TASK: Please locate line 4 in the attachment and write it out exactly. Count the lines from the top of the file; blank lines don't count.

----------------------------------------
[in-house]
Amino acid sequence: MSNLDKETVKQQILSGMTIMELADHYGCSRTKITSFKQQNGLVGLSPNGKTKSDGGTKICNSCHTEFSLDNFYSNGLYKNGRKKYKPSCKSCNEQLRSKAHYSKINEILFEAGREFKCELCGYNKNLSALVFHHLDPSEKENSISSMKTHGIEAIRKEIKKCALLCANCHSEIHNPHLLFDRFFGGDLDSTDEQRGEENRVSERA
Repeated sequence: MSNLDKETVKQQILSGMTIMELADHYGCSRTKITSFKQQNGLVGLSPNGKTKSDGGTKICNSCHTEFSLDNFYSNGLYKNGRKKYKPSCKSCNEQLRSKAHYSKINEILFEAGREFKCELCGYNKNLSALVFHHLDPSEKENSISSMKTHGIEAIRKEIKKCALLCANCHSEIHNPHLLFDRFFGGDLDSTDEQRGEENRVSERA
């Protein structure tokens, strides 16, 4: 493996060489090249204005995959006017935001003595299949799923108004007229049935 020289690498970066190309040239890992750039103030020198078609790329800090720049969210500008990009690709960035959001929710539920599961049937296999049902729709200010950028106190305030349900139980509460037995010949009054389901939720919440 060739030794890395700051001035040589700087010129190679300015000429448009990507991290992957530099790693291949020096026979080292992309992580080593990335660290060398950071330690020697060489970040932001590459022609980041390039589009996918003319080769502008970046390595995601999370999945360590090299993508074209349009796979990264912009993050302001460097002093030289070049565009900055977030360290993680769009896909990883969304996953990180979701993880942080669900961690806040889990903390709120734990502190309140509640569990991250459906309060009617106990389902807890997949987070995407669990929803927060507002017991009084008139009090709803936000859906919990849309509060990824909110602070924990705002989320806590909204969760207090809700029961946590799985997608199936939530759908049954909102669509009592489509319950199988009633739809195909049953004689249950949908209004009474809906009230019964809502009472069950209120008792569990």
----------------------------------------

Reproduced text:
């Protein structure tokens, strides 16, 4: 493996060489090249204005995959006017935001003595299949799923108004007229049935 020289690498970066190309040239890992750039103030020198078609790329800090720049969210500008990009690709960035959001929710539920599961049937296999049902729709200010950028106190305030349900139980509460037995010949009054389901939720919440 060739030794890395700051001035040589700087010129190679300015000429448009990507991290992957530099790693291949020096026979080292992309992580080593990335660290060398950071330690020697060489970040932001590459022609980041390039589009996918003319080769502008970046390595995601999370999945360590090299993508074209349009796979990264912009993050302001460097002093030289070049565009900055977030360290993680769009896909990883969304996953990180979701993880942080669900961690806040889990903390709120734990502190309140509640569990991250459906309060009617106990389902807890997949987070995407669990929803927060507002017991009084008139009090709803936000859906919990849309509060990824909110602070924990705002989320806590909204969760207090809700029961946590799985997608199936939530759908049954909102669509009592489509319950199988009633739809195909049953004689249950949908209004009474809906009230019964809502009472069950209120008792569990």